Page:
If the additional 45kg added to the Mazda’s weight by a metal roof raised eyebrows, the Merc’s 350kg handicap over its Japanese rival calls for Botox injections. However, the SLK is 23bhp and 51lb ft to the good versus the naturally aspirated, 158bhp MX-5 RF, and is both quicker to 62mph (7.0sec against 7.4sec) and more frugal (43.5mpg beats 40.9mpg).
Inside, the SLK is unsurprisingly ritzier. Soft-touch and satin-effect surfaces abound, complementing the leather upholstery and solid, precise switchgear. Ergonomics are equally hard to fault, with firm, enveloping seats that can be set low enough to leave sufficient cranial clearance for a tall driver when the roof is up. A boot divider must be in place before the SLK’s lid can be lowered. It slashes the load capacity from 335 litres to 225, but either configuration easily trumps the MX-5’s meagre 127.
Efforts to suppress cost and weight define the Mazda’s cabin. The stripped-back feel suits the car’s intentions, but you can’t ignore the shortfalls in tactility, adjustability and robustness compared to the SLK. Its seats match the Merc’s for support, but minimal vertical adjustment leaves me a little high, with bonce brushing roof. The steering wheel won’t adjust for reach, there’s no glovebox and the centre console’s infotainment dials are sited too far back to be easy to reach.
However, this being Sport Nav trim, the Mazda gets welcome toys that are missing from the Mercedes, including a responsive 7.0in touchscreen with sat-nav (the SLK’s 5.8in screen is inert and nav-less), rain, dusk and rear parking sensors and heating for its leather seats to broil your behouchie during chilly al fresco sorties.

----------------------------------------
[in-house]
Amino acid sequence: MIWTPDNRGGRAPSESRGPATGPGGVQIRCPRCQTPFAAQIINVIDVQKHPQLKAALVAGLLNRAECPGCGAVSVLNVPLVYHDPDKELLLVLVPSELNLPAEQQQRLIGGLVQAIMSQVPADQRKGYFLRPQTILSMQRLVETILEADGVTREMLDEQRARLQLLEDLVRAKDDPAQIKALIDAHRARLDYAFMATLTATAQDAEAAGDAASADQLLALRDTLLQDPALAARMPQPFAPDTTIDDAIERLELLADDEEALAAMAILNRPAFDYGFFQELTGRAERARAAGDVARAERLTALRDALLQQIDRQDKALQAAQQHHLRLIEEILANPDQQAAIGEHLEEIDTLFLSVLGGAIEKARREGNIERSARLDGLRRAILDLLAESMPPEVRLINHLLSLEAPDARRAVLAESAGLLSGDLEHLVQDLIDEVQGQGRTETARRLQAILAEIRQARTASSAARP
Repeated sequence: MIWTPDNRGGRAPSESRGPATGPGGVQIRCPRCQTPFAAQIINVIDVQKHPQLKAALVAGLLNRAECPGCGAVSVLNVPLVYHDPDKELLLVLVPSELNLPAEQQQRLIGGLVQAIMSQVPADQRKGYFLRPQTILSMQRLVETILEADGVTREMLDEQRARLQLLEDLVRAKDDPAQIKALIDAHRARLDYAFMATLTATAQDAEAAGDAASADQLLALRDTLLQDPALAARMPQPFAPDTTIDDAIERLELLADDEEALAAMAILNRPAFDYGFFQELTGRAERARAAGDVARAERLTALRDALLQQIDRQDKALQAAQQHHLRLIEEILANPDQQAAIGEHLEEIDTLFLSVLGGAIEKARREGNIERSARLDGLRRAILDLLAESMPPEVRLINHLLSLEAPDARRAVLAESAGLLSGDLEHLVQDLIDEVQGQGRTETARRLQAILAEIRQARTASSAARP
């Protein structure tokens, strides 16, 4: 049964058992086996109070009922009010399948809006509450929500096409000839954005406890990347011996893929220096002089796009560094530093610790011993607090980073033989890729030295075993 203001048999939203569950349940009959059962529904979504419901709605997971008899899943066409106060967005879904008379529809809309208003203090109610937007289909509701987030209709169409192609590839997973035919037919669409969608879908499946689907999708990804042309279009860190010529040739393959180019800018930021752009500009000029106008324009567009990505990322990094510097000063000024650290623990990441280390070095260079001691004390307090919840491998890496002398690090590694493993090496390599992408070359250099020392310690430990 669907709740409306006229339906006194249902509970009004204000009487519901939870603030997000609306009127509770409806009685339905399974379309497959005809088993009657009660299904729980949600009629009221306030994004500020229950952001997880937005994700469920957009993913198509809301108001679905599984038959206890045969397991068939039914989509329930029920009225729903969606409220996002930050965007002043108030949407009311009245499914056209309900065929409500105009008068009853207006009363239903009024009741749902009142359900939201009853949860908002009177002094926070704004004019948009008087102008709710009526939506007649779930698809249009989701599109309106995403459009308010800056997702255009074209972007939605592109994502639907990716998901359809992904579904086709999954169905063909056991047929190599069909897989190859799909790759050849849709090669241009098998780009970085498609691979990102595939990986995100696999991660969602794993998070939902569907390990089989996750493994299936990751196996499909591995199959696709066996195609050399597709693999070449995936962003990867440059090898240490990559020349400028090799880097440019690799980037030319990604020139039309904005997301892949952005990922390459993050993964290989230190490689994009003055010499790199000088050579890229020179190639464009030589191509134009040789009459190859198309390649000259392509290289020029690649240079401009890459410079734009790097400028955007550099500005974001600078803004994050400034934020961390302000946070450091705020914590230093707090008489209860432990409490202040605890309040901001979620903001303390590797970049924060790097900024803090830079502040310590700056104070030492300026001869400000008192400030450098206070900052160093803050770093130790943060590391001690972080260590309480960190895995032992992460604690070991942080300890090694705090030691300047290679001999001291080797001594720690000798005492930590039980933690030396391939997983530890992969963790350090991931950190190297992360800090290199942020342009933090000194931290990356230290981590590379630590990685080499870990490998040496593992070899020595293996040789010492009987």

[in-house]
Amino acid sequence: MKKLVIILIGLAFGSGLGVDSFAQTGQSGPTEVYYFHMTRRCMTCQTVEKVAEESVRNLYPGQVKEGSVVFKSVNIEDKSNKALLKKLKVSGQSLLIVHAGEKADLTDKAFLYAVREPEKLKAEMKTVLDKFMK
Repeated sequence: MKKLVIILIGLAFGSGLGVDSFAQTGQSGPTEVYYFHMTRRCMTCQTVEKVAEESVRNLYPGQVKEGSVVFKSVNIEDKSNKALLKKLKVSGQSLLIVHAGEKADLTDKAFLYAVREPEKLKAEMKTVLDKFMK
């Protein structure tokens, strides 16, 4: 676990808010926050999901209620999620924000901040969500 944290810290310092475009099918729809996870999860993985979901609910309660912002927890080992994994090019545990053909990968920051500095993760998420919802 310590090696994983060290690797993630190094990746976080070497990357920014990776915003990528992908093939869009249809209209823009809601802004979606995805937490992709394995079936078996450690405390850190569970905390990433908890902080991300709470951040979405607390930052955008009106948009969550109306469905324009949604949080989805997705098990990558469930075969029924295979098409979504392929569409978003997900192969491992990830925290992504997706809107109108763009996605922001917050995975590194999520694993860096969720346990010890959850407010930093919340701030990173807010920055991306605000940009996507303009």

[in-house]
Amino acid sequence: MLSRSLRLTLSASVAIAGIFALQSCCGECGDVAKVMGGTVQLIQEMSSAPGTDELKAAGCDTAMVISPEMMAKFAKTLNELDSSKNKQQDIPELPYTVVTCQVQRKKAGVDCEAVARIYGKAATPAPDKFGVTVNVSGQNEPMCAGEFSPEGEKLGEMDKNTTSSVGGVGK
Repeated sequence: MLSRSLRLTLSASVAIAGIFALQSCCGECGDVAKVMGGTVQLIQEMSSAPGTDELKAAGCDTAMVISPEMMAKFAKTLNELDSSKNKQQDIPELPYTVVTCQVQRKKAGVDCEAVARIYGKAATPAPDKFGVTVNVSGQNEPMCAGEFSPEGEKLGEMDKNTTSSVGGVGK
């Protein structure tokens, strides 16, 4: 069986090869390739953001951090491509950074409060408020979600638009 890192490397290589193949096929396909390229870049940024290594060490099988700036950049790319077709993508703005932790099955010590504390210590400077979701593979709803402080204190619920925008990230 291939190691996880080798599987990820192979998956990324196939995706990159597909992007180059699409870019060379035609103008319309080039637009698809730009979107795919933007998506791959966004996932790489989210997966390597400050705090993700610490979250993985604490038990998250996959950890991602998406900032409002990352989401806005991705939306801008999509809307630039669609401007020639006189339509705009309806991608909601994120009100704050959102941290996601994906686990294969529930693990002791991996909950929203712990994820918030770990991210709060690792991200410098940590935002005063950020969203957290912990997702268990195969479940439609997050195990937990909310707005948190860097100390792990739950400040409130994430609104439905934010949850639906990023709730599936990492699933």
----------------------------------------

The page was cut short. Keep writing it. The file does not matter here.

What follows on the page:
Firstly, we race the cars without turning a wheel. The Mazda’s elaborate up-and-under folding routine takes the spoils in our top-dropping competition, its roof collapsing in 15sec compared with the more straightforward Mercedes’ 20sec. Neither one requires manual intervention.
Igniting the MX-5’s engine brings a subtle vibration to the cabin. The unit sounds bland when you pull away, but there’s steadfast urge from 1500rpm, and once you’re exploring the purple patch between 3000rpm and the red line’s 6500rpm there is vibrant throttle response, a decent amount of shove and a loud but racy soundtrack goading you on. More enjoyable still is the short-throw six-speed manual gearbox, whose gratifying mechanical action survives the most aggressive of shifts without flinching.
The SLK’s sports exhaust, which came as standard with our test car’s AMG Sport trim, emits some droning during low-speed operations, then a gruff chunter with turbocharged overtones ensues. It becomes quite noisy with revs, but delivers neither the brashness nor the character of the Mazda. Anything from 2000rpm lends the Mercedes strong progress and there’s little in the way of turbo lag, although acceleration wanes a bit at 6000rpm.